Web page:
The Simplicity “Air-Conditioned Lawnmower” 1957

Samuel Chase
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Simplicity’s Air-Conditioned Lawnmower

We posted a picture of this “air-conditioned lawnmower” the other day on Facebook. I have to say, the reaction was quite unbelievable.

Now…. Don’t get me wrong, bein’ from the South, if it don’t say John Deere on the side, it ain’t a real tractor, in a southerners’ humble opinion. I just thought it was a cool picture. But, so many of you started askin’ questions —- I took it upon myself to learn more about the company behind this phenomenal machine.

Simplicity’s Air-Conditioned Lawnmower

This futuristic “Air-Conditioned Lawnmower” was built by the Simplicity Manufacturing Company, a U.S. company founded in 1922 by William J. Niederkorn. They built the contraption in 1957 and called it the Wonderboy X-100. The mower was featured on the 1958 cover of Mechanix Illustrated and was clearly well ahead of its time.

The X-100, while not practical for the everyday lawn, was the flagship machine of Simplicity’s first offering of riding lawnmowers to the public. Simplicity promotional advertising at the time described the futuristic machine this way:

The “Power Mower of the Future” as demonstrated in Port Washington, Wisconsin, Oct 14, 1957. The lawnmower has a five-foot diameter plastic sphere in which the rider sits on an air foam cushioned seat. It has its own electric generating system for operating running lights, a radio telephone, air conditioning and even a cooling system to provide a chilled drink on a hot day. It can be used for many purposes. It can mow the lawn, weed it, feed it, seed it, spray for insects, plow snow and haul equipment. It can even be used as a golf cart.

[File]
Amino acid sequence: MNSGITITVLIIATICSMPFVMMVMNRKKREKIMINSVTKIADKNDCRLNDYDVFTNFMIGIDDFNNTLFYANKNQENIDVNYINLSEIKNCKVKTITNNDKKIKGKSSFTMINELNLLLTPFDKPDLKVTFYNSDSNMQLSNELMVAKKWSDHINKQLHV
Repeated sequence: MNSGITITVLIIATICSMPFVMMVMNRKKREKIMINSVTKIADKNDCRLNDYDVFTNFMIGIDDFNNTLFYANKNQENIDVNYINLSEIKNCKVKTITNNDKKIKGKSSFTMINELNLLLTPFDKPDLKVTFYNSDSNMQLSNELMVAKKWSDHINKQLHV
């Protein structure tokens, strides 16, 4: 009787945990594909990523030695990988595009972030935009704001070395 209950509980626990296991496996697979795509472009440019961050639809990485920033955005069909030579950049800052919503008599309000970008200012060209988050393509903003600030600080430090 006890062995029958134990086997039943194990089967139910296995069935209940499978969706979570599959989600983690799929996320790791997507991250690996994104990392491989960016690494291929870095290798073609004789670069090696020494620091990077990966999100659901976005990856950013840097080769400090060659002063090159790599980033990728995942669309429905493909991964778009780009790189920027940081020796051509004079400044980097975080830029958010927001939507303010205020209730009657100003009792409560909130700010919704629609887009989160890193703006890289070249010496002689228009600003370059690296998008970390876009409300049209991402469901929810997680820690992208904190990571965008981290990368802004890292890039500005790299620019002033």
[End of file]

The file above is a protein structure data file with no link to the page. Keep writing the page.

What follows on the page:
Simply put, it was a promotional gimmick —-

During World War II, Simplicity temporarily halted the production of lawn and garden equipment to build electric fence products and surface grinders to satisfy the War Production Board. They got back to buildin’ garden equipment after the war.

Then I learnt that Simplicity was a major manufacturer of lawn tractors, not only under their name, but under others too. Some of those included, Homelite, Viking, Massey Ferguson and Snapper. Simplicity bought Snapper in 2002 and there’s a right interestin’ story about that purchase involving Wal-Mart.

Seems that Simplicity CEO, Jim Weir, didn’t think there was much of a future with Wal-Mart. And Weir told Wal-Mart executives (from an article by Charles Fishman):

“Now, at the price I’m selling to you today, I’m not making any money on it. And if we do what you want next year, I’ll lose money. I could do that and not go out of business. But we have this independent-dealer channel. And 80% of our business is over here with them. And I can’t put them at a competitive disadvantage. If I do that, I lose everything. So, this just isn’t a compatible fit.”

While Wal-Mart executives tried to talk him out of pulling Snapper products out of their stores, Weir stuck to his guns, despite the fact that he immediately lost 20% of his business by doing so. “But when we told the (independent) dealers that they would no longer find Snapper in Wal-Mart, they were very pleased with that decision. And I think we got most of that business back by winning the hearts of the dealers,” said Weir.

Makin’ the right decisions sometimes ain’t easy. But hearin’ Weir tell Wal-Mart they just weren’t a compatible fit….. made this southerner seriously think ‘bout becomin’ a “Simplicity Man.”

In 2004, Briggs & Stratton, who had a very long-term relationship with Simplicity, bought the company. However, the aforementioned CEO of Simplicity and Snapper, Jim Weir, remained the CEO of both companies until he left to join a private equity firm, Kholberg and Company.

And that’s all I know about the “air-conditioned lawnmower” you saw pictured. Thanks for readin’ ……. and come back again.


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